Horace spent more than an hour convincing Annie, the housemaid we brought from town, to try to clear them out of the linen cupboard. I must admit, having the vile creatures hiss and snap at her was rather frightening for the poor girl. She staunchly refused to go near them until Horace took her into his study for one of his private chats. After time alone with him, she calmed down considerably. I don't know how I'd cope if he didn't have such a talent for dealing with the staff.
Once Horace demonstrated his technique, Annie mastered the trick of grabbing a pixie by the ankle and dropping it into a bucket. She went at the task with a good will and all went smoothly for a time. I allowed myself to hope the problem would be dealt with quickly.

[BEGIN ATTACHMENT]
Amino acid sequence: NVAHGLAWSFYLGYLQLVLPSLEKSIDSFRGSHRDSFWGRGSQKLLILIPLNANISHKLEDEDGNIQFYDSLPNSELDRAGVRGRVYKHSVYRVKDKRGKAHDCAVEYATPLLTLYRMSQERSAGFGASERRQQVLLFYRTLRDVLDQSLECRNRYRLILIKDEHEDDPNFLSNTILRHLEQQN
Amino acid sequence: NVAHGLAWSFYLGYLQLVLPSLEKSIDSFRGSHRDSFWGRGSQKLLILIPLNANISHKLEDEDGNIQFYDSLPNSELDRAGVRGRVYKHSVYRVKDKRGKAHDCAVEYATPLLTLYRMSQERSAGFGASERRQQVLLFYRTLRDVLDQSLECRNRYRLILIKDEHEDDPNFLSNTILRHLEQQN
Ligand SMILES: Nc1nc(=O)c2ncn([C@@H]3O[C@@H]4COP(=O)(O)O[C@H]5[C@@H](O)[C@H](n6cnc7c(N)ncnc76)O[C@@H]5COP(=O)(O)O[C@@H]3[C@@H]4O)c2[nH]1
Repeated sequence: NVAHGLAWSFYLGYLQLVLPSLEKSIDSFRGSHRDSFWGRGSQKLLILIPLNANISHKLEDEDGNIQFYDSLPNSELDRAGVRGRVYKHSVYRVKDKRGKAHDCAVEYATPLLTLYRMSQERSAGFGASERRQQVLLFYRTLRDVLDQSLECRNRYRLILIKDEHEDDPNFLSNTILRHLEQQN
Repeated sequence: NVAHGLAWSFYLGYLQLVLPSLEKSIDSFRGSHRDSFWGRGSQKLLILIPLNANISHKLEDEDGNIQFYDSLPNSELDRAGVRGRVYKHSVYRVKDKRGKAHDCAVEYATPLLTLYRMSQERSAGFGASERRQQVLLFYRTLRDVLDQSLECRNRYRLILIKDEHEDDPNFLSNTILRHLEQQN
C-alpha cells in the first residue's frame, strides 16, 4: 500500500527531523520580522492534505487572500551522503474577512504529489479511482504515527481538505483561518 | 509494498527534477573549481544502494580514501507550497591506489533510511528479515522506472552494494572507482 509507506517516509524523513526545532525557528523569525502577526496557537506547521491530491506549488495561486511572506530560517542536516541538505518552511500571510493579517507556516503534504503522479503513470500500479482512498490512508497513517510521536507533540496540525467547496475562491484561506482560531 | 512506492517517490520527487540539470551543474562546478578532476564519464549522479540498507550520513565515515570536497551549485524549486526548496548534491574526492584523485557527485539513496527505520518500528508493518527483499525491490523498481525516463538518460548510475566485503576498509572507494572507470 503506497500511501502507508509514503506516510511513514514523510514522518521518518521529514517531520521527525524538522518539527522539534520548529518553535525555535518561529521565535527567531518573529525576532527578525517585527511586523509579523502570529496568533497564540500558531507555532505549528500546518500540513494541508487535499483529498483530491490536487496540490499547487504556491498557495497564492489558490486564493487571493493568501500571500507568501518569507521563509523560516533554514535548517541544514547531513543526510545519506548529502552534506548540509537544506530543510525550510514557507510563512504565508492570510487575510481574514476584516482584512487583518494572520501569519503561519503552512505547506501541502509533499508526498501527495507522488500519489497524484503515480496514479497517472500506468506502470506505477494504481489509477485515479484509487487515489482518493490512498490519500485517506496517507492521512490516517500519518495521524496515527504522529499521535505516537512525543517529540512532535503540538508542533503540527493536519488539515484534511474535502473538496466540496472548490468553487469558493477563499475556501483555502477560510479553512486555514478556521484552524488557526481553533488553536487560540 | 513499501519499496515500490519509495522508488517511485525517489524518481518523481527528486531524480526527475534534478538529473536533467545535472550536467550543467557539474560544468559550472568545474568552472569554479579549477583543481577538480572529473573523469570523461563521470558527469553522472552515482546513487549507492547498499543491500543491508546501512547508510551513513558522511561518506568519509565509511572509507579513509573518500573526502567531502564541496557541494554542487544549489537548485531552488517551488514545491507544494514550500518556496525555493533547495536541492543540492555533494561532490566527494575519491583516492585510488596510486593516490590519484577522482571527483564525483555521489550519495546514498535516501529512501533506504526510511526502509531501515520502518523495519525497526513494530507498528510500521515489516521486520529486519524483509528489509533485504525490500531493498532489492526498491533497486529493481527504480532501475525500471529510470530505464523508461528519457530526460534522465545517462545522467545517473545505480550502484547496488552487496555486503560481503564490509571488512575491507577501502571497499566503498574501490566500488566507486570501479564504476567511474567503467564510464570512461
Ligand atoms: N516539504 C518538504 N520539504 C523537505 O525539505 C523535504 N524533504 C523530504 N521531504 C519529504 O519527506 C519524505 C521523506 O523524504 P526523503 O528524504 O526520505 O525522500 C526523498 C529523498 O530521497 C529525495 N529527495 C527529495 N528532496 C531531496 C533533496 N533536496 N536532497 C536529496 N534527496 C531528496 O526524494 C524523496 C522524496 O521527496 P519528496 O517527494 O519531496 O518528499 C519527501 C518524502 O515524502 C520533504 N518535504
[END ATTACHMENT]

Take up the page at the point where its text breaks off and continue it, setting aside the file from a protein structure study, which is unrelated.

My hopes were dashed the instant one of them bit her. Having a pixie sink its teeth into one's arm is certainly painful, but I think the girl over did the shrieking. She went on long after Horace pried the nasty thing off her.
That was the end of Annie's pixie removal efforts. I'm positive I saw a pixie stick its tongue out at me when she refused to try again. Horace maintains I imagined it.
The brownies in the lower part of the house were even worse. Cook was beside herself for the better part of two days. Finding brownies--or worse yet--their leavings in her pantry was more than the poor woman could bear. She was in tears more than once.
The flour barrel, the tea tin, all the spice crocks; everything was full of brownies. I'd no idea they ate so much. Cook absolutely refused to sift out the bits and pieces the brownies left behind. In spite of the expense, I supported her decision to purge the kitchen when she approached Horace at the end of that first horrible day. One shudders to think what might be missed by even the most careful eye.